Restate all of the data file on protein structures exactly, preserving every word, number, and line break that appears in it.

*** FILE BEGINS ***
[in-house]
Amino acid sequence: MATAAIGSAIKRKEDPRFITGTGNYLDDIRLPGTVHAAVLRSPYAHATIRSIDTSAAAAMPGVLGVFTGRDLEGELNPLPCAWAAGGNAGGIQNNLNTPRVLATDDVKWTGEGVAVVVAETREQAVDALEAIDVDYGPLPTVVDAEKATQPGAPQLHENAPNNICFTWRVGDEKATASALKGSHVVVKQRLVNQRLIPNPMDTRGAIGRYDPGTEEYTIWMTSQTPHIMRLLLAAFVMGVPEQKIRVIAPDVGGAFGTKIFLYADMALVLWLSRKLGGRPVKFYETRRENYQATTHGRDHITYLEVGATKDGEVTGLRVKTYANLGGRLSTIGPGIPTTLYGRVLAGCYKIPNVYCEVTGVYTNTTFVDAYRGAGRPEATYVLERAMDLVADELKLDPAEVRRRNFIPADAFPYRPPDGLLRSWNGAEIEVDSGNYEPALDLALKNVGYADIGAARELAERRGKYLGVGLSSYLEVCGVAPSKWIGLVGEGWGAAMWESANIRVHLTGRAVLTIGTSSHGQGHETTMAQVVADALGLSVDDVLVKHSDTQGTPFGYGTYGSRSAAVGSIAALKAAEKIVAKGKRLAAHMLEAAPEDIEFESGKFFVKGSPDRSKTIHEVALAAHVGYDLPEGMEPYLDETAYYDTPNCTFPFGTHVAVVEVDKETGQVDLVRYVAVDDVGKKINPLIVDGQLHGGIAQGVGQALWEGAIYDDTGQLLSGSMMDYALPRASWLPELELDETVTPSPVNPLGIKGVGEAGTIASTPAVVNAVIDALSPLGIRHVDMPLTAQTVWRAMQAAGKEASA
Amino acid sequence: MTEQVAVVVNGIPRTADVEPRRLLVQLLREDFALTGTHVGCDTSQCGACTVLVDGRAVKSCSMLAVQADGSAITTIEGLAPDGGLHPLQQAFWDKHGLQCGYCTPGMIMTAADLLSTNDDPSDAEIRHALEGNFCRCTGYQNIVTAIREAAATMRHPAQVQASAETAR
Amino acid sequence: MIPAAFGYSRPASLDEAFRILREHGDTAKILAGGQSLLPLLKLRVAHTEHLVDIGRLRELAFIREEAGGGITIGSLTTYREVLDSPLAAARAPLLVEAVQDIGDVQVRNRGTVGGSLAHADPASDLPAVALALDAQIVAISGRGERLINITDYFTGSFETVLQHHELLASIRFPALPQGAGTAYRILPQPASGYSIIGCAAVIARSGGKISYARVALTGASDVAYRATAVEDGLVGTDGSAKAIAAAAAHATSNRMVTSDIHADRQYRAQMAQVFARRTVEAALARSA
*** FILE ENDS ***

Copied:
[in-house]
Amino acid sequence: MATAAIGSAIKRKEDPRFITGTGNYLDDIRLPGTVHAAVLRSPYAHATIRSIDTSAAAAMPGVLGVFTGRDLEGELNPLPCAWAAGGNAGGIQNNLNTPRVLATDDVKWTGEGVAVVVAETREQAVDALEAIDVDYGPLPTVVDAEKATQPGAPQLHENAPNNICFTWRVGDEKATASALKGSHVVVKQRLVNQRLIPNPMDTRGAIGRYDPGTEEYTIWMTSQTPHIMRLLLAAFVMGVPEQKIRVIAPDVGGAFGTKIFLYADMALVLWLSRKLGGRPVKFYETRRENYQATTHGRDHITYLEVGATKDGEVTGLRVKTYANLGGRLSTIGPGIPTTLYGRVLAGCYKIPNVYCEVTGVYTNTTFVDAYRGAGRPEATYVLERAMDLVADELKLDPAEVRRRNFIPADAFPYRPPDGLLRSWNGAEIEVDSGNYEPALDLALKNVGYADIGAARELAERRGKYLGVGLSSYLEVCGVAPSKWIGLVGEGWGAAMWESANIRVHLTGRAVLTIGTSSHGQGHETTMAQVVADALGLSVDDVLVKHSDTQGTPFGYGTYGSRSAAVGSIAALKAAEKIVAKGKRLAAHMLEAAPEDIEFESGKFFVKGSPDRSKTIHEVALAAHVGYDLPEGMEPYLDETAYYDTPNCTFPFGTHVAVVEVDKETGQVDLVRYVAVDDVGKKINPLIVDGQLHGGIAQGVGQALWEGAIYDDTGQLLSGSMMDYALPRASWLPELELDETVTPSPVNPLGIKGVGEAGTIASTPAVVNAVIDALSPLGIRHVDMPLTAQTVWRAMQAAGKEASA
Amino acid sequence: MTEQVAVVVNGIPRTADVEPRRLLVQLLREDFALTGTHVGCDTSQCGACTVLVDGRAVKSCSMLAVQADGSAITTIEGLAPDGGLHPLQQAFWDKHGLQCGYCTPGMIMTAADLLSTNDDPSDAEIRHALEGNFCRCTGYQNIVTAIREAAATMRHPAQVQASAETAR
Amino acid sequence: MIPAAFGYSRPASLDEAFRILREHGDTAKILAGGQSLLPLLKLRVAHTEHLVDIGRLRELAFIREEAGGGITIGSLTTYREVLDSPLAAARAPLLVEAVQDIGDVQVRNRGTVGGSLAHADPASDLPAVALALDAQIVAISGRGERLINITDYFTGSFETVLQHHELLASIRFPALPQGAGTAYRILPQPASGYSIIGCAAVIARSGGKISYARVALTGASDVAYRATAVEDGLVGTDGSAKAIAAAAAHATSNRMVTSDIHADRQYRAQMAQVFARRTVEAALARSA